Several issues ago, I wrote of how the Enron and WorldCom debacles more or less defined my tenure as editor-in-chief at Accounting Today.Much like a stubborn barnacle appended to the bottom of a garbage scow, the serial dramas continued for nearly five years, influencing much of the content within these pages, and no doubt future editorial as well. With the recent appointment of a new chair in Mark Olson at the Public Company Accounting Oversight Board, I realized that my contact with the PCAOB has lasted nearly as long.

A congressional by-product of the Sarbanes-Oxley Act, the oversight body emerged from very shaky - some might even say embarrassing - beginnings to become a concern with roughly 500 staff members and nine offices.

Last year, William McDonough - a banking veteran who once headed the New York Federal Reserve and was the PCAOB's first chairman of any tenure - announced that he was stepping down. A nine-month search ensued to find a successor in Olson, who, like McDonough, is a banker by trade - not an accountant - and also emerged from the Federal Reserve system, most recently serving as governor.

McDonough faced the challenge of getting a fledgling organization off the ground that few really had a clear idea of what its final incarnation was supposed to look like. Like the catch phrase of blue-collar comedian Larry the Cable Guy, he had little choice but to "git r done."

McDonough quickly make it clear in no uncertain terms that the folly of self-regulation in the profession was officially over, exerting the board's authority over auditing standards and informing accounting firms that if they had any desire to perform SEC work, they had to line up, register, and await their turn to be inspected. Currently, nearly 1,700 audit firms are registered with the board, including many that don't perform SEC work.

McDonough didn't get much of a honeymoon period at the accounting regulator, and it appears his successor's first days won't be consumed with photo opportunities and those new-kid-on-the-block "thank you for having me" speeches in and around the Beltway.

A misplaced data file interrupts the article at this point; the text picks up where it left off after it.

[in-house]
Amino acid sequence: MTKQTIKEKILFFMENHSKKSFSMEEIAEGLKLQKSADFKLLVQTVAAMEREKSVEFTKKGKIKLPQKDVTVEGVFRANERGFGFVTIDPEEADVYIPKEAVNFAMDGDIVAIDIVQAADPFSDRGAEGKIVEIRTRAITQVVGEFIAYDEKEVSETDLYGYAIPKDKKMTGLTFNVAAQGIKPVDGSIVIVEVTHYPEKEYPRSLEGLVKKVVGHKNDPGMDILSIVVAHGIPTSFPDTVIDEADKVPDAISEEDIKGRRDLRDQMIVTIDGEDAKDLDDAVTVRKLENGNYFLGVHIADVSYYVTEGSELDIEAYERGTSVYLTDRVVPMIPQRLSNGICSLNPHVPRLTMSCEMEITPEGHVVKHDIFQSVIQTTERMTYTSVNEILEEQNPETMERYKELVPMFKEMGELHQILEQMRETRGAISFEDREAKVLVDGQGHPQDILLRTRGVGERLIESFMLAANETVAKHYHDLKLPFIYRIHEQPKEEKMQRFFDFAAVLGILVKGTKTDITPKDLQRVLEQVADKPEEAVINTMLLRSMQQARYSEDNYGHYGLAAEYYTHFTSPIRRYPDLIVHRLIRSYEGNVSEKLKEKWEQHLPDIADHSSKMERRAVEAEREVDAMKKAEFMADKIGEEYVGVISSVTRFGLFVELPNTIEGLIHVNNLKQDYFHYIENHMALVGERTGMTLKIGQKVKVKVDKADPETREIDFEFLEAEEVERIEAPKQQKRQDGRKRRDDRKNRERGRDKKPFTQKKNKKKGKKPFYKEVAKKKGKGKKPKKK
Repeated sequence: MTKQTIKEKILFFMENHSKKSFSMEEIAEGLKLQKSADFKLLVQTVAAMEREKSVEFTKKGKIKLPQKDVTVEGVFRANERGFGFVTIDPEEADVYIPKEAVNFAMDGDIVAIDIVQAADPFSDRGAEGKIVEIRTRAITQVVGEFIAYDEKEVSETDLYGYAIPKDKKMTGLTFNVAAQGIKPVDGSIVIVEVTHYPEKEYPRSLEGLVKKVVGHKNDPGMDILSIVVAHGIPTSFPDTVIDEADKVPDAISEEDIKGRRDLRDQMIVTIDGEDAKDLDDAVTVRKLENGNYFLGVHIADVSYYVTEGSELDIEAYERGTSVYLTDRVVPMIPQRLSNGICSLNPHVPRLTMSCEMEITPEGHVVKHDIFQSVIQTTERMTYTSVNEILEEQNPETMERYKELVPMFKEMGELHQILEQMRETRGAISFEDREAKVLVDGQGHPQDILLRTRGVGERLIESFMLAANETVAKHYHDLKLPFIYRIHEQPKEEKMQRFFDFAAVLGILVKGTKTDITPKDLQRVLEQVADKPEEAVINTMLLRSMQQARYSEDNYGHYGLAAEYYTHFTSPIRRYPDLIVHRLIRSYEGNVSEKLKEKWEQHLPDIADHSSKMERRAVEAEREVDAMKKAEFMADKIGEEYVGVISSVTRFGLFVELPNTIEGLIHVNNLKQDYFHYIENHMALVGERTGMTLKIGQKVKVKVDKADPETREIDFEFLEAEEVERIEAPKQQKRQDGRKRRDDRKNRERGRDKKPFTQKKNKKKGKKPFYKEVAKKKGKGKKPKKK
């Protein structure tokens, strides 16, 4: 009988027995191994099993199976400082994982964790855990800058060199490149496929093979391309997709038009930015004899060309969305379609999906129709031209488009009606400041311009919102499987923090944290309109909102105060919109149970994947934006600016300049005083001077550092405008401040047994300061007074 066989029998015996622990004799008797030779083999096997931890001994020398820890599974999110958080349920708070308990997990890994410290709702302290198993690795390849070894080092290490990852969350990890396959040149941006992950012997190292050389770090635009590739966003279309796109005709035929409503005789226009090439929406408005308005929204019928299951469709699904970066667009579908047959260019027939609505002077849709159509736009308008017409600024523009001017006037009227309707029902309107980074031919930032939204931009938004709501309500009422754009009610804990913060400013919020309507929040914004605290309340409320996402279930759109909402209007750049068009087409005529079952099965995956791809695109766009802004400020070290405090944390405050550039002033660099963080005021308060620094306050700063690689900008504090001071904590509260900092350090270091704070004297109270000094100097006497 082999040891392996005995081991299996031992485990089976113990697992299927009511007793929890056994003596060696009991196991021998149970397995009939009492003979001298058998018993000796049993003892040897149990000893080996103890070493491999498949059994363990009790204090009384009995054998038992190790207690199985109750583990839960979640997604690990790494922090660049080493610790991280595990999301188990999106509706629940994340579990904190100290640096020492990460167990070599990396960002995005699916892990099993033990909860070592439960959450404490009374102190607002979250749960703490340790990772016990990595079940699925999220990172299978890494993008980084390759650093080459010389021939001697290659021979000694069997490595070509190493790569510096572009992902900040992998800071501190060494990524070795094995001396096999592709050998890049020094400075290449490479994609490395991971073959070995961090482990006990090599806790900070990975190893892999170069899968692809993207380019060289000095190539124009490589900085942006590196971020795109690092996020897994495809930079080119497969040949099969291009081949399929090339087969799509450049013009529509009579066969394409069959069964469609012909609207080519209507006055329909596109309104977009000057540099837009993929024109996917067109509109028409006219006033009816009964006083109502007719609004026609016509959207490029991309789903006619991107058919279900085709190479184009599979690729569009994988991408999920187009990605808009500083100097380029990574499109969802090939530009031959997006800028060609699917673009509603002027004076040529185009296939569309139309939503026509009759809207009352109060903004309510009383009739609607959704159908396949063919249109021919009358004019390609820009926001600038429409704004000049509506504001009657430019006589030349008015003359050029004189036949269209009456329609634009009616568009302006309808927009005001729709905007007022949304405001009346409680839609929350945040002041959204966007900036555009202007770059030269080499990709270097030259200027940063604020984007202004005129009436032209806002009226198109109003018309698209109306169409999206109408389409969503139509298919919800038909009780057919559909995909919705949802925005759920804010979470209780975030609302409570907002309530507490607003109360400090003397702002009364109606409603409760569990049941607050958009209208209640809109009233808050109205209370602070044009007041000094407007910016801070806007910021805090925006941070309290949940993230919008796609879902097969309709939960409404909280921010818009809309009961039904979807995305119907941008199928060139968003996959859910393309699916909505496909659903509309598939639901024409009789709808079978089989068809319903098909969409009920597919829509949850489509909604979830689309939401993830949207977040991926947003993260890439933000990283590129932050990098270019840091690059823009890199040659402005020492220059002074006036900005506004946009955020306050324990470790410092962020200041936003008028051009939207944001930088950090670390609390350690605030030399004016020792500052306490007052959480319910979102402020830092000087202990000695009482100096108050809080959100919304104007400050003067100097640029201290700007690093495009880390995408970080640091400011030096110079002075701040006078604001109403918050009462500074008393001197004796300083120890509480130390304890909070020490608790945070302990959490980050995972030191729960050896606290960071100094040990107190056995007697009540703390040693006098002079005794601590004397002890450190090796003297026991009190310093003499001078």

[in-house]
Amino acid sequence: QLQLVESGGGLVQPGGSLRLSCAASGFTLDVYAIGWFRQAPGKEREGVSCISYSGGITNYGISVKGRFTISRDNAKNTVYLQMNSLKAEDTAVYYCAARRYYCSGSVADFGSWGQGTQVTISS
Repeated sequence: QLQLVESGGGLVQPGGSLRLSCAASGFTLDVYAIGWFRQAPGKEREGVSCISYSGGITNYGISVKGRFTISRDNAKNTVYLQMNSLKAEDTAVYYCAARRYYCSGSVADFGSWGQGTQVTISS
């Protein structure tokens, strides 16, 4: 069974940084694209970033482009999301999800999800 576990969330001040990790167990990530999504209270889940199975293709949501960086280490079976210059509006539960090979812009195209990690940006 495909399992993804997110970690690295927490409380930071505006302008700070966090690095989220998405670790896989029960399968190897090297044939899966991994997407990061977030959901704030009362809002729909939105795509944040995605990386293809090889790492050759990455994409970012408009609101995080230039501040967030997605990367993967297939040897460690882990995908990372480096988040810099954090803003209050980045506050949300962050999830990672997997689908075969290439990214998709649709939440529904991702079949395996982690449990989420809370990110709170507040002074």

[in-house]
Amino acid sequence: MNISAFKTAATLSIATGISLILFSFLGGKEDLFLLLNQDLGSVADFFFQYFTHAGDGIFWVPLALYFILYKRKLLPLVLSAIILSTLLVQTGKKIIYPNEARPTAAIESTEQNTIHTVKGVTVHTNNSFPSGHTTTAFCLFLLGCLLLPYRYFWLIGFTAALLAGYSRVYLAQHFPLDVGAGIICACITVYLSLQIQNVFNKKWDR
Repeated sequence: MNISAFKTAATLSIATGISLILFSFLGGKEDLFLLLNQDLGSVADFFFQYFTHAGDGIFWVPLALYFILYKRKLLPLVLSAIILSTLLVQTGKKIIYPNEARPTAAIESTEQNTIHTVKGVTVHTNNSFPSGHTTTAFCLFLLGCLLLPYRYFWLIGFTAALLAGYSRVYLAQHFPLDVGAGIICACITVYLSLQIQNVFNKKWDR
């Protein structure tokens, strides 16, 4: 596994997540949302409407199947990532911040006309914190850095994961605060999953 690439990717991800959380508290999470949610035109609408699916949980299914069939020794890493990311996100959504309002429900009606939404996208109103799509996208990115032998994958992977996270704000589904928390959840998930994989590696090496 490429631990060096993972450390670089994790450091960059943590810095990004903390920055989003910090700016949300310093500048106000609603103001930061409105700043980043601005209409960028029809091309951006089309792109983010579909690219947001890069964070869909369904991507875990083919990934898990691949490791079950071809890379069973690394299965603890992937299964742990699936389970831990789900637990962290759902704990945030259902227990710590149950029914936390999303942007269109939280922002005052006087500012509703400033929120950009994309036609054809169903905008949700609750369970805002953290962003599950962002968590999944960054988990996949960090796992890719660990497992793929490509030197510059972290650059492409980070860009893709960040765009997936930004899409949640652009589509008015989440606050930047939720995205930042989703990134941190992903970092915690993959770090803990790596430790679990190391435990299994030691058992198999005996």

While at the Fed, one of Olson's marquee duties was voting on interest rates, so whatever political and regulatory skills he acquired during his tenure there will, for sure, be quickly deployed in his new post.

By all accounts, he's probably going to need them.

Olson, who rose through the ranks of his family banking business in his native Fergus Falls, Minn., takes the reins at a time when there is considerable lobbying to repeal the 404 internal controls portion of the SOX - especially for smaller filers. If that's not enough to qualify as an Excedrin headache, the board also faces a lawsuit that questions its constitutionality. And the issue of backdating stock options is bound to surface before too long.

Olson said he would spend the first month or so in his post in a "listening mode." He will also have to ensure his credibility by walking a balance beam between the audit firms under his agency's purview, investors, and the rapidly growing legions determined to peel away layers of SOX.

On paper at least, Olson seems to possess the credentials to lead the board into its next phase of growth and deal with the ancillary issues surrounding the regulator - even if they don't always focus strictly on accounting and auditing.

It comes with the territory.

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